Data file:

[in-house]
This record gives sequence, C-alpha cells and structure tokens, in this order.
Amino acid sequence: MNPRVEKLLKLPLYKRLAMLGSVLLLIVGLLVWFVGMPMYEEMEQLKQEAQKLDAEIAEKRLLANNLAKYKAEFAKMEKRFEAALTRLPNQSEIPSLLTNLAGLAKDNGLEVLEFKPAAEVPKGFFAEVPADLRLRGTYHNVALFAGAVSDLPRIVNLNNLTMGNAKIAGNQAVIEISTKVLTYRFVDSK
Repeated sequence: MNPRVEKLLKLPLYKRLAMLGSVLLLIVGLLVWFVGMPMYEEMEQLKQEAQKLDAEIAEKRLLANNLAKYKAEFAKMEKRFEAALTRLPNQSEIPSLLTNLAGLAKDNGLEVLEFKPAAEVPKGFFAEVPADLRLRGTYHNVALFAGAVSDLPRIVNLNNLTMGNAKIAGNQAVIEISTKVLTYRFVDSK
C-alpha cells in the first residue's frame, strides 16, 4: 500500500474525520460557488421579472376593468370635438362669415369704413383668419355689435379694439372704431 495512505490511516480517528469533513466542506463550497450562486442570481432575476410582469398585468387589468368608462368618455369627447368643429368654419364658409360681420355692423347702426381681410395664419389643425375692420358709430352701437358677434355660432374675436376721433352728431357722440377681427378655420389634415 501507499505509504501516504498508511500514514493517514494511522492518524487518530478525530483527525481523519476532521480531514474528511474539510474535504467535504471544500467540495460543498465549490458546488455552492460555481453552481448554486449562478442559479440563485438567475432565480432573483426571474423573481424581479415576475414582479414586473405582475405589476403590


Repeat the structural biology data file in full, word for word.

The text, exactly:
[in-house]
This record gives sequence, C-alpha cells and structure tokens, in this order.
Amino acid sequence: MNPRVEKLLKLPLYKRLAMLGSVLLLIVGLLVWFVGMPMYEEMEQLKQEAQKLDAEIAEKRLLANNLAKYKAEFAKMEKRFEAALTRLPNQSEIPSLLTNLAGLAKDNGLEVLEFKPAAEVPKGFFAEVPADLRLRGTYHNVALFAGAVSDLPRIVNLNNLTMGNAKIAGNQAVIEISTKVLTYRFVDSK
Repeated sequence: MNPRVEKLLKLPLYKRLAMLGSVLLLIVGLLVWFVGMPMYEEMEQLKQEAQKLDAEIAEKRLLANNLAKYKAEFAKMEKRFEAALTRLPNQSEIPSLLTNLAGLAKDNGLEVLEFKPAAEVPKGFFAEVPADLRLRGTYHNVALFAGAVSDLPRIVNLNNLTMGNAKIAGNQAVIEISTKVLTYRFVDSK
C-alpha cells in the first residue's frame, strides 16, 4: 500500500474525520460557488421579472376593468370635438362669415369704413383668419355689435379694439372704431 495512505490511516480517528469533513466542506463550497450562486442570481432575476410582469398585468387589468368608462368618455369627447368643429368654419364658409360681420355692423347702426381681410395664419389643425375692420358709430352701437358677434355660432374675436376721433352728431357722440377681427378655420389634415 501507499505509504501516504498508511500514514493517514494511522492518524487518530478525530483527525481523519476532521480531514474528511474539510474535504467535504471544500467540495460543498465549490458546488455552492460555481453552481448554486449562478442559479440563485438567475432565480432573483426571474423573481424581479415576475414582479414586473405582475405589476403590